Here is another example of an aircraft I wasn't expecting to see produced in an injection molded kit. Roden released their first OV-1A Mohawk kit in 2004 with other versions following. This kit showed Roden was improving in their kit releases but still had some room for improvement. Certainly nothing here that an experienced model maker can't handle though.
Notable Kit Features:
Nicely appointed cockpit with throttle and instrument panel details
Good ejection seats
Decent recessed panel lines (a bit light in parts)
Thin canopy parts which can be displayed open or closed
Optional position speed brakes (open or closed)
Decently detailed gear & wheel wells
Nicely done air scoops
Rocket & gun pods as well as fuel tanks provided
I had done a lot of reading just out of high-school on the Vietnam war and its aircraft and was pleased when I came across this kit release. The aircraft had that insect look to it and I definitely wanted one in my collection. I selected the OV-1A of the 73rd Aviation Co. based at An Xugen Province. Both the pilot Lt. Bernard Johnson Observer & SP4 Scot Westphal were KIA on 21FE72 when their Mohawk crashed after hitting the mast of a Vietnamese naval vessel on the on the Cua Lon River, approximately 4 miles east of Nam Can Airfield so this kit build would be a tribute to the crews that flew the OV-1 in combat.
This kit will need some clean up of parts, pre-assembly
Test fitting an minor adjustments of many parts necessary to ensure a good fit
Some sink marks and ejector pin marks to clear up
Small parts (Such as the windshield wipers and antennas) will take care removing from sprues and cleaning up a bit
Roof instrument panel requires some work to get in the correct position
Add forward weight pretty much everywhere you can (I used the nose, forward engine hollows and around the interior of the front gear
Wingtip lights require a bit of reshaping
Engine exhaust center seams will need some filler & smoothing out
Overall the kit has a bit of a grainy finish so I recommend an overall fine sand along the way to improve the surface (and it should help with paint adhesion too).
Decals are thin, however I had some issues with silvering (maybe just me)
Things I learned only after the build:
Propellers should be assembled with the blades in full-feather if you are building a "flight line" model. All Mohawks sit on the ground this way to keep the props from wind-milling, since there is no gear in the turbine to stop this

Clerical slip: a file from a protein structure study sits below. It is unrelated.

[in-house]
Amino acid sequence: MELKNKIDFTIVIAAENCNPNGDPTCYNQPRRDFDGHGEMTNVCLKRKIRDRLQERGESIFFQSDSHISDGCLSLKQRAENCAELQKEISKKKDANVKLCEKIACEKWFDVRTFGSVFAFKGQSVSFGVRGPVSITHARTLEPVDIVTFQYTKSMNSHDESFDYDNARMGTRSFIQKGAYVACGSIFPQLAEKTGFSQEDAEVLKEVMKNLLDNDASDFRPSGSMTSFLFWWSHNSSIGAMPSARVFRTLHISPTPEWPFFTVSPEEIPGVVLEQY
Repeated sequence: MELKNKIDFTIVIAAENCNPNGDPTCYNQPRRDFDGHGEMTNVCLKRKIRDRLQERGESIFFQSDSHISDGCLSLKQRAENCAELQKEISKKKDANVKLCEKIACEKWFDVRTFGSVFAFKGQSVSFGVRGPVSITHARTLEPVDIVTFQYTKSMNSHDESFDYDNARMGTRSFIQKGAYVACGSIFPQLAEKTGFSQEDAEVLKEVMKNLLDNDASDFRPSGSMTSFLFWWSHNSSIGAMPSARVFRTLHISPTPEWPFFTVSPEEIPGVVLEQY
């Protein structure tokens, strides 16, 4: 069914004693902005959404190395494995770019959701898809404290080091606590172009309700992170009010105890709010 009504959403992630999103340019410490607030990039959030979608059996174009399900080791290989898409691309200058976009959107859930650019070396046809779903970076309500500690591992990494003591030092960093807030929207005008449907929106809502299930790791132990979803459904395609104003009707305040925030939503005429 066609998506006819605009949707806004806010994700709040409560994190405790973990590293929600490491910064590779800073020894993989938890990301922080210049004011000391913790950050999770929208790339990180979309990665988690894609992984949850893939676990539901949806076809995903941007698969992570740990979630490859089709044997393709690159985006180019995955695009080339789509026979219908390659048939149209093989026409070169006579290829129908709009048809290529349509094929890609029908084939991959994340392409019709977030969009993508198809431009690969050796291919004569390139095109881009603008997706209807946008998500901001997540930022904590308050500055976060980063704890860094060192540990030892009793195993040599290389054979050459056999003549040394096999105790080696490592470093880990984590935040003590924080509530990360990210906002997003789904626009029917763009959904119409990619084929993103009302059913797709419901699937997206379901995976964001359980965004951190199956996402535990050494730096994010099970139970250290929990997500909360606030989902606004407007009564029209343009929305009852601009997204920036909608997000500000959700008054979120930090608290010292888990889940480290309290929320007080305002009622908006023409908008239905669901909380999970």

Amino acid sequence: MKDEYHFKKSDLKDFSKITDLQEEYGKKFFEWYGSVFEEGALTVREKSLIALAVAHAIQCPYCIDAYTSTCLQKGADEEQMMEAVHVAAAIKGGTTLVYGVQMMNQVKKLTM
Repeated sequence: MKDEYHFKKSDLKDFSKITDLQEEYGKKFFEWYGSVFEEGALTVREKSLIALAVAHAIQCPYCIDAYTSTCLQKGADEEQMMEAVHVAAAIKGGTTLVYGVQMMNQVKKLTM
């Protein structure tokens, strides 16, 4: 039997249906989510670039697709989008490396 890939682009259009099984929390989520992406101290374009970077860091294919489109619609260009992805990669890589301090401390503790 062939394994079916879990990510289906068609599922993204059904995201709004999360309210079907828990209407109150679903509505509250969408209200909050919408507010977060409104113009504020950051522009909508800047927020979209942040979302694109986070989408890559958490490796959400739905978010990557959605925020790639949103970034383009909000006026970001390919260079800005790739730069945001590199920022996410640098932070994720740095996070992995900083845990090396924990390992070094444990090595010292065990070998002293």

If you can get reference photos of the cockpit glass hinge, take a close look. I assumed it was a simple top hinge and it is not... I'll get these details next time around ;)
Kit Additions / Modifications:
I built this kit out of the box however Quickboost, Cobra & Eduard makes some nice detail sets for this series if you want to go all-in
The paint scheme for this aircraft is a rather dark scheme, similar to the Hueys and other Army aviation birds. That called for varying the tones of the dark green (FS 34064) a bit to give it a bit of depth and that 'worn' look. The walkways were similarly aged using off-tones of the dark gray (FS 36152). Leading edges of wings and tail, forward upper nacelles as well as the anti-glare panel were painted in near-black. Prop-tips were painted yellow. Kit decals were used. A light weathering was applied using a panel wash on the control surfaces and dry Tempera paints for exhaust staining. (I realized post-photo set that I forgot to attach the pull-down steps to the cockpit on both sides - the kit does provide these.)
The After-Build Report:
Although Collect-Aire Models OV-1 had released their OV-1 back in 1998 I never saw one in my travels. Roden's 1/48th scale release seemed to show up more regularly in model shops I frequented, so acquiring one wasn't difficult. This kit won't fall together and is probably not for beginners however a model maker with some experience should be able to get a nice kit made from the box contents. Be warned some patience and pre-assembly work will be necessary to get the end product you want, however the effort wasn't unreasonable and the end result looks good to me.
Feel free to comment or ask any questions - Keep on building, gain experience, challenge yourself if you like, but try not to stress yourself out over the build - it is suppose to be an enjoyable hobby after all - Cheers